In the last few years, the benefits of short, intense workouts have been extolled by both researchers and exercise fans as something of a metabolic panacea capable of providing greater overall fitness, better blood sugar control and weight reduction — all of it in periods as short as seven minutes a few times a week.
Now, in a new study, scientists from the Florida campus of The Scripps Research Institute (TSRI) confirm that there is something molecularly unique about intense exercise: the activation of a single protein.
The study, published recently by The EMBO Journal, revealed the effects of a protein known as CRTC2.
The scientists were able to show that following high-intensity exercise, which enlists the sympathetic nervous system’s “fight or flight” response, CRTC2 integrates signals from two different pathways — the adrenaline pathway and the calcium pathway, to direct muscle adaptation and growth only in the contracting muscle.
Using mice genetically modified to conditionally express CRTC2, the scientists showed that molecular changes occurred that emulated exercised muscles in the absence of exercise.
“The sympathetic nervous system gets turned on during intense exercise, but many had believed it wasn’t specific enough to drive specific adaptations in exercised muscle,” said Michael Conkright, PhD, a TSRI assistant professor who led the study. “Our findings show that not only does it target those specific muscles, but it improves them — the long-term benefits correlate with the intensity of the workout.”
In the genetically altered animal models, this resulted in a muscle size increase of approximately 15 percent. Metabolic parameters, indicating the amount of fuel available to the muscles, also increased substantially — triglycerides went up 48 percent, while glycogen supplies rose by a startling 121 percent.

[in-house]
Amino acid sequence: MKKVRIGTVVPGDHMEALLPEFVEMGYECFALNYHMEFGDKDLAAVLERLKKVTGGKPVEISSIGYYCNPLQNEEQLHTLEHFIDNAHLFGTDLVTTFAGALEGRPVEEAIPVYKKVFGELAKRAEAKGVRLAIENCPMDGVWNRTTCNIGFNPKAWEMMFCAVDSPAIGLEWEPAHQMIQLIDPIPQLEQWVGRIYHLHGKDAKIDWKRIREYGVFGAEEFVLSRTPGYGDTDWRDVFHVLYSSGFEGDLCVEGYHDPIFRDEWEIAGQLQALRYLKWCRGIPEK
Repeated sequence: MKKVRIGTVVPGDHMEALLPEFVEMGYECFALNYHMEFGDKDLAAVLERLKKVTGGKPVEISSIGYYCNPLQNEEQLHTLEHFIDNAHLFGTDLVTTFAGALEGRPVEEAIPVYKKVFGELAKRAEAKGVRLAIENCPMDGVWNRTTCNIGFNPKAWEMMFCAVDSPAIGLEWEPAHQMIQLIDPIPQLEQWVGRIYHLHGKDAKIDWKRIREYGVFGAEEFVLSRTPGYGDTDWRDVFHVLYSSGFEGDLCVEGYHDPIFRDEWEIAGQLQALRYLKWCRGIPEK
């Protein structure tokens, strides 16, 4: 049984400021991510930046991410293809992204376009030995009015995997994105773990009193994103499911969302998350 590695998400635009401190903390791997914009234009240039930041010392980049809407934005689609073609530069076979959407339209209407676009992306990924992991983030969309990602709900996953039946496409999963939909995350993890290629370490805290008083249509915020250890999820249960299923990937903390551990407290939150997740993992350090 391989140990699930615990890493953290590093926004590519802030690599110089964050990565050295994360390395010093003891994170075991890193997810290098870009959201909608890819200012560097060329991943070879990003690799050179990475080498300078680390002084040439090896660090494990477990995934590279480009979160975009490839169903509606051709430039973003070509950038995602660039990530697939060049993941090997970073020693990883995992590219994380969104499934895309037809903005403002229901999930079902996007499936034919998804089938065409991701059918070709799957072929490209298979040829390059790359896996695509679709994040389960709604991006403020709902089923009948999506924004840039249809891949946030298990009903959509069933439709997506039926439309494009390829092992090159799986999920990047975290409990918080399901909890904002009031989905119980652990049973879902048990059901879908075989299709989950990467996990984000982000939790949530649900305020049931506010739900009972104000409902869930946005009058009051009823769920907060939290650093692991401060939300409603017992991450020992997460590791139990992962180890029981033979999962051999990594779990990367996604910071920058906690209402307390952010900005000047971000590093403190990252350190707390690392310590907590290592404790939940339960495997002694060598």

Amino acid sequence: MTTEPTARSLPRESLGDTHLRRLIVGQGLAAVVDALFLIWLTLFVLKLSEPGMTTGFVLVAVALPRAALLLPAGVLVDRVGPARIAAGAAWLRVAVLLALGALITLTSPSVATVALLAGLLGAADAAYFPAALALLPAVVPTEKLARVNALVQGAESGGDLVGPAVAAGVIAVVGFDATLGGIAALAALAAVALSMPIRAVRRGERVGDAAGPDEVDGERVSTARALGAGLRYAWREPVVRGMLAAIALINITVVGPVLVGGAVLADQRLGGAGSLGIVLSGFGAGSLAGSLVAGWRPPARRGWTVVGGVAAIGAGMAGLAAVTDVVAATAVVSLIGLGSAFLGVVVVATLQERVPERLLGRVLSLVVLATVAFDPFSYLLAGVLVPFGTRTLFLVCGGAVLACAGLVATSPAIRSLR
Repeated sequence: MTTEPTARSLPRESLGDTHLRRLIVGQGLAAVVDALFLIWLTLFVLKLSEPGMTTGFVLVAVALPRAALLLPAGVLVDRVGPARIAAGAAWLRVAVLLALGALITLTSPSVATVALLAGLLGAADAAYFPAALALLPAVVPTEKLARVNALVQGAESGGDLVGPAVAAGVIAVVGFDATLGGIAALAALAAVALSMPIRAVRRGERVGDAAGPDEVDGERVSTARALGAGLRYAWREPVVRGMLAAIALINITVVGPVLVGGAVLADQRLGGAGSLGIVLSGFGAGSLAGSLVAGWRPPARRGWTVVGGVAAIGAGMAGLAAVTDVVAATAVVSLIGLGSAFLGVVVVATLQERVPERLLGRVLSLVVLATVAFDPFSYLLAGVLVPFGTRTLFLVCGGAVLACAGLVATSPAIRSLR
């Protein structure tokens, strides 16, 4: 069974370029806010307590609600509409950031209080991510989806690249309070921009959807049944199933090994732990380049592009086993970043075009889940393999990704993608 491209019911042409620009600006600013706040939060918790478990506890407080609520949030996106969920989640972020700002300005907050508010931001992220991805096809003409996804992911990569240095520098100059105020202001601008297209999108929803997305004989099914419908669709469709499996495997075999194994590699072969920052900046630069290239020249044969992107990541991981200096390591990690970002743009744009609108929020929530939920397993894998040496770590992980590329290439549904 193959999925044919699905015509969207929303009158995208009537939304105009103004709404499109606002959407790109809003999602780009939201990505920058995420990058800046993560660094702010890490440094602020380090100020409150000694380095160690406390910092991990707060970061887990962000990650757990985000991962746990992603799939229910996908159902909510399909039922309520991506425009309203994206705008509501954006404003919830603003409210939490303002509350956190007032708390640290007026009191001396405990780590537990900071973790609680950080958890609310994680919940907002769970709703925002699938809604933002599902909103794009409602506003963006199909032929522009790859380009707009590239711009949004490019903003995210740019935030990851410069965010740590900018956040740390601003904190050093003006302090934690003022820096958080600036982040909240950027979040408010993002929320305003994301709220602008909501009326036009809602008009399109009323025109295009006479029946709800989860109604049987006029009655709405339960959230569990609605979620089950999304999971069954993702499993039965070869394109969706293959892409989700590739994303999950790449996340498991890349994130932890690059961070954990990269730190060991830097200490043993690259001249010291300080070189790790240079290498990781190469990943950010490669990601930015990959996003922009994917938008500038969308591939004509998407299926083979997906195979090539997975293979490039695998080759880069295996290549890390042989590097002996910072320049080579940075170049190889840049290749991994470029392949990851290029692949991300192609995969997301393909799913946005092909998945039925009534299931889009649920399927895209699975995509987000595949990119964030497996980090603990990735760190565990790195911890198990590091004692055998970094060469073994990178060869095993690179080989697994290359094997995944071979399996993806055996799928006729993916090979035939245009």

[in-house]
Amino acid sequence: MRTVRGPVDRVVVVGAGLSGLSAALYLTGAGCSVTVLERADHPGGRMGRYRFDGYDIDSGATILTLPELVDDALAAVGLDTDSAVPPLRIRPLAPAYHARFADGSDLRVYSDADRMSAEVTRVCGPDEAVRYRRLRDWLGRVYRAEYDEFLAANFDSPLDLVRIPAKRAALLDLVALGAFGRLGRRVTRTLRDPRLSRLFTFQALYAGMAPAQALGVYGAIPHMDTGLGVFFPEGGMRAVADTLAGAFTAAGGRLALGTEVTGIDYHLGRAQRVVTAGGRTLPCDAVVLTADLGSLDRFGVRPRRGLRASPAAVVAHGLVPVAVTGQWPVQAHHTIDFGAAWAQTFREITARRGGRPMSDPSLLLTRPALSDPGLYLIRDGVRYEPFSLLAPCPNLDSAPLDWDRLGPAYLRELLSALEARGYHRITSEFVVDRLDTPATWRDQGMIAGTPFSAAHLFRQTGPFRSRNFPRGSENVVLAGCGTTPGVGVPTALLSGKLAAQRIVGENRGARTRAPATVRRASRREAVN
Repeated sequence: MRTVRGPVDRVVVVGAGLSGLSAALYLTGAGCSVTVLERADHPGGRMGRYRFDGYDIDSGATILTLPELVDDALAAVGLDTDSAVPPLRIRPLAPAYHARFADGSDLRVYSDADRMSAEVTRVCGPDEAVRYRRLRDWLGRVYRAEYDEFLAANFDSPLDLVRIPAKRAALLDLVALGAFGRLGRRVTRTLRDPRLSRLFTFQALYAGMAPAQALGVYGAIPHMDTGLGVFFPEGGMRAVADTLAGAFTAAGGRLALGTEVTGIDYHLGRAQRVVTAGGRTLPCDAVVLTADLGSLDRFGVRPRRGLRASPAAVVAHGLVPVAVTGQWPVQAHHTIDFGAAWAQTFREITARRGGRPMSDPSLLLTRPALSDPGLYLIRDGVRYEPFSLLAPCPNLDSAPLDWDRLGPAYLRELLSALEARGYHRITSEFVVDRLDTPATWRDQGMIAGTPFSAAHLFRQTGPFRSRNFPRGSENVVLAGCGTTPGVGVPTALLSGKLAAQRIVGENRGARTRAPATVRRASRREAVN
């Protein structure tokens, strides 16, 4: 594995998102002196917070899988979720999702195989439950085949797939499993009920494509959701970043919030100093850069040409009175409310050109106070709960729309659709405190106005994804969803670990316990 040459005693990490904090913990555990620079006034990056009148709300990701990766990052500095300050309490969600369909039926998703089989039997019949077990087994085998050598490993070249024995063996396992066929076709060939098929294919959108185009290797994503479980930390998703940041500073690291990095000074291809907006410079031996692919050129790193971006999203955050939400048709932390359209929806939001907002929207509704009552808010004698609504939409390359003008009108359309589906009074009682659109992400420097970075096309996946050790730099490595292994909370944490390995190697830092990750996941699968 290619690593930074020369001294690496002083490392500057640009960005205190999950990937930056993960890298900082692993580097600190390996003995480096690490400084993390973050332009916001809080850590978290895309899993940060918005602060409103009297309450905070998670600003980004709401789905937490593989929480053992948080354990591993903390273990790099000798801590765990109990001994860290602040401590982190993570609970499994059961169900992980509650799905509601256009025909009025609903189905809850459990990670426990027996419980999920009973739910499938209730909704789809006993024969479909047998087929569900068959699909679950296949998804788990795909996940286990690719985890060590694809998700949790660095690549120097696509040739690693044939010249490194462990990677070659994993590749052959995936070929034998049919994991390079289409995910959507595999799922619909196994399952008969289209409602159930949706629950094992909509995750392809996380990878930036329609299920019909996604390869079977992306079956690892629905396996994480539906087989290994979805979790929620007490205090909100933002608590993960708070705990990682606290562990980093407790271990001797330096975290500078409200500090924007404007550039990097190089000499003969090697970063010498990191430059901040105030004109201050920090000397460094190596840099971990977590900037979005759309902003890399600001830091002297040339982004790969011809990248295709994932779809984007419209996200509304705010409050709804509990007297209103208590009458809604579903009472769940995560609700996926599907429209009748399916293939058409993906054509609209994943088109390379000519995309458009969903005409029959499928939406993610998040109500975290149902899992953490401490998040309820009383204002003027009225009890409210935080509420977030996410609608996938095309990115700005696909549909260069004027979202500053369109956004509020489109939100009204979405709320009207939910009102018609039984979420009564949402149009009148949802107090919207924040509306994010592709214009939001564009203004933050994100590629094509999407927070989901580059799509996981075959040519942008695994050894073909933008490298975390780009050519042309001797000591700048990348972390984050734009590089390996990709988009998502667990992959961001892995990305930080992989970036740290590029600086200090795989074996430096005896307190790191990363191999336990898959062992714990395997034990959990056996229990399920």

In an exercise stress test, the genetically altered animals improved 103 percent after the gene was activated, compared to an 8.5-percent improvement in normal animals.
“If you think of the adrenaline system as something that mobilizes resources when you encounter, say, a bear on your way to work, what we found is that the system also gets you ready for your next bear encounter,” Conkright said.
The new findings open the door to a range of potential exercise enhancements.
“Nothing can supplant exercise; however, just by activating one protein, we clearly improved performance in animal models,” said Staff Scientist Nelson E. Bruno, MD, PhD, the first author of the study and a member of the Conkright laboratory. “We are now searching for molecular therapeutics that will activate the CRTC2 protein so that even an average exercise routine could potentially be enhanced and made more beneficial.”
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